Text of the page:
I subscribe to a variety of streaming services. This is super annoying, though. Before I get into why this is a problem and what I’m going to be doing in the future, let’s take an inventory of what I subscribe to and how much I’m paying (not the price, but the cost billed to me).
- Netflix - $19.47/mo
- Amazon Prime Video - $0
- Disney+ - $75.76/yr
- HBO MAX - $16.23/mo
- AppleTV - $0
So, there’s a couple of items that are apparently free. Amazon Prime Video is included with an Amazon Prime subscription, which I primarily use for purchases. Amazon Prime is $119 per year prior to taxes. At Texas sales tax rate, that would put it at about $128.82 per year cost. AppleTV has no cost because I use the various “included” offerings when I purchase Apple devices.
I subscribed to Disney+ on an annual basis. If I were to break down the cost per month, it’d be around $6.31 per month. Or to match the others to an annual cost, Netflix would be $233.64 per year and HBO MAX would be $194.76 per year.
Excluding the free services, I’m spending about $504.16 per year, or around $42.01 per month on streaming video content.
Compared to my income, this is actually not bad. But there’s plent of people that can’t afford this. And the media companies say I’m not spending enough. I don’t subscribe to other streaming services, such as Hulu, Paramount+, peacock, etc. And I’m missing out on exclusive content on thos providers.
For someone like me, cost is an annoyance, but it’s not the biggest annoyance. These days, when I see a show I might be interested in watching, often through recommendations or discussion, not through ads, I have to ask “okay, so which service can I watch this on?”
A piracy release group called EVO claims the film industry found the solution to piracy but are now in the process of unsolving that problem because of the massive fragmentation in services. Back when Hulu and Netflix were the main players, it was an easy decision to pick a service based on their way of doing things and getting what you want. But the media companies wanted a bigger slice of the pie and started making their own services. Disney was one of the first to really go down this path.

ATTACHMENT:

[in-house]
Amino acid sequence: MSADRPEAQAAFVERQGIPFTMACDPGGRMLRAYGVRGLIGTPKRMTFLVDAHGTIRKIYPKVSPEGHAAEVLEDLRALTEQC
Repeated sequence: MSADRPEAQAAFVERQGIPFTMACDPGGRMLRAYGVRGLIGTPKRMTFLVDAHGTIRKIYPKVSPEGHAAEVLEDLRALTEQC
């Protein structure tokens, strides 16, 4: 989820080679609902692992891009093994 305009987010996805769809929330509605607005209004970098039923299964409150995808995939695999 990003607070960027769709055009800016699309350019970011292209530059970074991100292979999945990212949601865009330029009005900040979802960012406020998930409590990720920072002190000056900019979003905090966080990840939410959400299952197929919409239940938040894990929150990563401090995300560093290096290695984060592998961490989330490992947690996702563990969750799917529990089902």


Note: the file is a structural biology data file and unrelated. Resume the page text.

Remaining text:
Back when the first signs of fragmentation started, I vowed to stick to as few services as I could. And I failed at that. As a result, my media service cost has more than doubled, though not all of that is because of the extra subscriptions. But there’s also that issue of figuring out where I can even watch the content.
Before all this, I’ll admit that I once pirated content. When these services became available and legitimate means of getting this content became available, I started replacing all of my pirated content with purchased content. Sadly, I wasn’t able to replace all of it, because to this day, there’s some that’s simply just not available to buy or otherwise view as a digital copy. Some of it I can’t even find physical copies. The only way for me to find it even to this day is by unauthorized means.
In an effort to protect myself, though, I decided to let this content go. All of the media that I have, and have access to, as of now, is via legitimate means.
A big part of my replacement of that content was to purchase it in a way that gave me some level of ownership (similar to a bluray) and then decrypting it so I can play it from my media server. According to the DMCA, provided I do this without intention of distribution, this is completely legal and allowed. I’ve never distributed my legit content. And I never intend to. But, this is no longer available to me. My store of choice was iTunes. Until recently, the only way for me to consume such media on my TV was through this legitimate decryption process. But Apple made changes to break this so I stopped buying this content.
The AppleTV app does something interesting. It exposes multiple subscription services in the app to try to solve the complexity problem. But it’s still frustrating to come across some interesting content and run into the wall demanding a separate subscription. It’s somewhat close to the cable TV model, but instead of making it an addon to my AppleTV service, I have to go subscribe somewhere else entirely, and for the full price that the service demands as a separate service altogether.
To be honest, I have a lot of content that I can possibly consume through Youtube, Netflix, and AppleTV. My plan is to give up Disney+ and HBO MAX. There’s not really a getting rid of Amazon Prime Video because I use other features of Prime, so it’ll always persist. But I think this will deliver to me what I want and literally cut my media streaming cost in half. I will just start accepting that if I can’t consume the media through the services I have, then I will not be a consumer of that media.
I want to reiterate that this is not just a cost factor. Yeah, I can afford all of this, and then some, because I’m lucky enough to not be stuck with low wages like so many in this country are. But there’s also the problem of complexity. I’m trying to stay on the authorized usage side of things, but I have to say that piracy provides a far superior user experience and I understand why people continue to turn to it even if they can afford these services. If media companies want my eyes, though, they should really work on getting the user experience back to a more unified experience. Compete on features, not content.